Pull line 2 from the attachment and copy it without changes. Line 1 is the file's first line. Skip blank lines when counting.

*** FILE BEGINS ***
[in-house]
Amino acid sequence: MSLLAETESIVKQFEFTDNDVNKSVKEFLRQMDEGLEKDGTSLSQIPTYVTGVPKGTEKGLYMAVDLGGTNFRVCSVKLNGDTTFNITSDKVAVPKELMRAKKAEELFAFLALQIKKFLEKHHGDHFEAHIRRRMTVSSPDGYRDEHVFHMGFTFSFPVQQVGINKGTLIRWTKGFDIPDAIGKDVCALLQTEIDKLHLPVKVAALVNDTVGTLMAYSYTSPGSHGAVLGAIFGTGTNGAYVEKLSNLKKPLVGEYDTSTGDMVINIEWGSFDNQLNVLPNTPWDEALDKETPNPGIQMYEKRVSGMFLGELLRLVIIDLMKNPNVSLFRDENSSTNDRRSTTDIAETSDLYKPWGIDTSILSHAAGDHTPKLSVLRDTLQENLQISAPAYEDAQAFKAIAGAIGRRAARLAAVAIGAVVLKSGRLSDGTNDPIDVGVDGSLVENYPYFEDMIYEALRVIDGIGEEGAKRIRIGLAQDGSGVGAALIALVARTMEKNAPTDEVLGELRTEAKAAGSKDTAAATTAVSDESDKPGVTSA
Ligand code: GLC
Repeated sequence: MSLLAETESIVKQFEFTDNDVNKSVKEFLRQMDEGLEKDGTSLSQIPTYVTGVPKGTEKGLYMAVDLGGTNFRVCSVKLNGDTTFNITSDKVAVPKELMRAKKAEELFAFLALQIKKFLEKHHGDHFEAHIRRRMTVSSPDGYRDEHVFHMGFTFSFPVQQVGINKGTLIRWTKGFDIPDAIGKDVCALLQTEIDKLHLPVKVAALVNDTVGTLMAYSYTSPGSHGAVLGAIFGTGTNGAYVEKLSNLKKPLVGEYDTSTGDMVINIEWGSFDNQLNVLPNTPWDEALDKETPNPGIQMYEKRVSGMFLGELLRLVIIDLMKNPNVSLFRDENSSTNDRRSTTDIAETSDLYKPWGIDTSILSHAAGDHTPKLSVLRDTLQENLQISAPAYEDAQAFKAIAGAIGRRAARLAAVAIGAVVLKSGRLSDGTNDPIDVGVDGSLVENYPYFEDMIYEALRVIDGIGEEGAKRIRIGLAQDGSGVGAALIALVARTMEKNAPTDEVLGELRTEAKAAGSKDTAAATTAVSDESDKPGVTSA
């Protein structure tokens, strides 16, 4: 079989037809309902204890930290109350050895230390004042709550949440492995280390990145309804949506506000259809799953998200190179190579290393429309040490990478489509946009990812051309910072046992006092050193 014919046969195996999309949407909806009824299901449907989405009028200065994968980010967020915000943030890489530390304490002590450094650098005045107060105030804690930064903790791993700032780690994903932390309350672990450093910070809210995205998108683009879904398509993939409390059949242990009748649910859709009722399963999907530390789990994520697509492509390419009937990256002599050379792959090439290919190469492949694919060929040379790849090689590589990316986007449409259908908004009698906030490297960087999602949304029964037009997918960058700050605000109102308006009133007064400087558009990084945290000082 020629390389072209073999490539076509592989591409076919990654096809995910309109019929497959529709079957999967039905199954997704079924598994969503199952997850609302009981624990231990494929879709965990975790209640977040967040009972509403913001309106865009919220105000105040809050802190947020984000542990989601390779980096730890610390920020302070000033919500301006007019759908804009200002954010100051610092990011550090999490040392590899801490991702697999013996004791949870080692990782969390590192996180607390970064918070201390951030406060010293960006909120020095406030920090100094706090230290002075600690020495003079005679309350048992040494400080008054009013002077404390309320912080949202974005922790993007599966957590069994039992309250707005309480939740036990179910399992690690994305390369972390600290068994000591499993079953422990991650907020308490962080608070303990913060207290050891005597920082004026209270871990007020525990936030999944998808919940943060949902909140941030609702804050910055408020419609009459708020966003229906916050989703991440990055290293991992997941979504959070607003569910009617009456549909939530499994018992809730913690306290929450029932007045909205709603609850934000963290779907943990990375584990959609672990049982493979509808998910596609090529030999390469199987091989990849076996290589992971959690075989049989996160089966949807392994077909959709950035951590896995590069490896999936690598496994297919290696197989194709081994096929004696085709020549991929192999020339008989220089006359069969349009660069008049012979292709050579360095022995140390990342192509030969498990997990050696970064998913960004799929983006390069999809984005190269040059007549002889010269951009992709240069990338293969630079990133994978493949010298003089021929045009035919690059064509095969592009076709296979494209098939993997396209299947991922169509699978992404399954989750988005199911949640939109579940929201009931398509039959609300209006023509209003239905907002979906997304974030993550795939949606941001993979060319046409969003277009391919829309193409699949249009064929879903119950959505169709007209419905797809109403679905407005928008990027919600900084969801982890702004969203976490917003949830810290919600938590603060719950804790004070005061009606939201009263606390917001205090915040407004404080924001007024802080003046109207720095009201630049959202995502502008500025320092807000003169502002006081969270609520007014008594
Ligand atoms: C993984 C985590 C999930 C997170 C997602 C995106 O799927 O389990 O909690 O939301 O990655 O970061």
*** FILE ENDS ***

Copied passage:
Amino acid sequence: MSLLAETESIVKQFEFTDNDVNKSVKEFLRQMDEGLEKDGTSLSQIPTYVTGVPKGTEKGLYMAVDLGGTNFRVCSVKLNGDTTFNITSDKVAVPKELMRAKKAEELFAFLALQIKKFLEKHHGDHFEAHIRRRMTVSSPDGYRDEHVFHMGFTFSFPVQQVGINKGTLIRWTKGFDIPDAIGKDVCALLQTEIDKLHLPVKVAALVNDTVGTLMAYSYTSPGSHGAVLGAIFGTGTNGAYVEKLSNLKKPLVGEYDTSTGDMVINIEWGSFDNQLNVLPNTPWDEALDKETPNPGIQMYEKRVSGMFLGELLRLVIIDLMKNPNVSLFRDENSSTNDRRSTTDIAETSDLYKPWGIDTSILSHAAGDHTPKLSVLRDTLQENLQISAPAYEDAQAFKAIAGAIGRRAARLAAVAIGAVVLKSGRLSDGTNDPIDVGVDGSLVENYPYFEDMIYEALRVIDGIGEEGAKRIRIGLAQDGSGVGAALIALVARTMEKNAPTDEVLGELRTEAKAAGSKDTAAATTAVSDESDKPGVTSA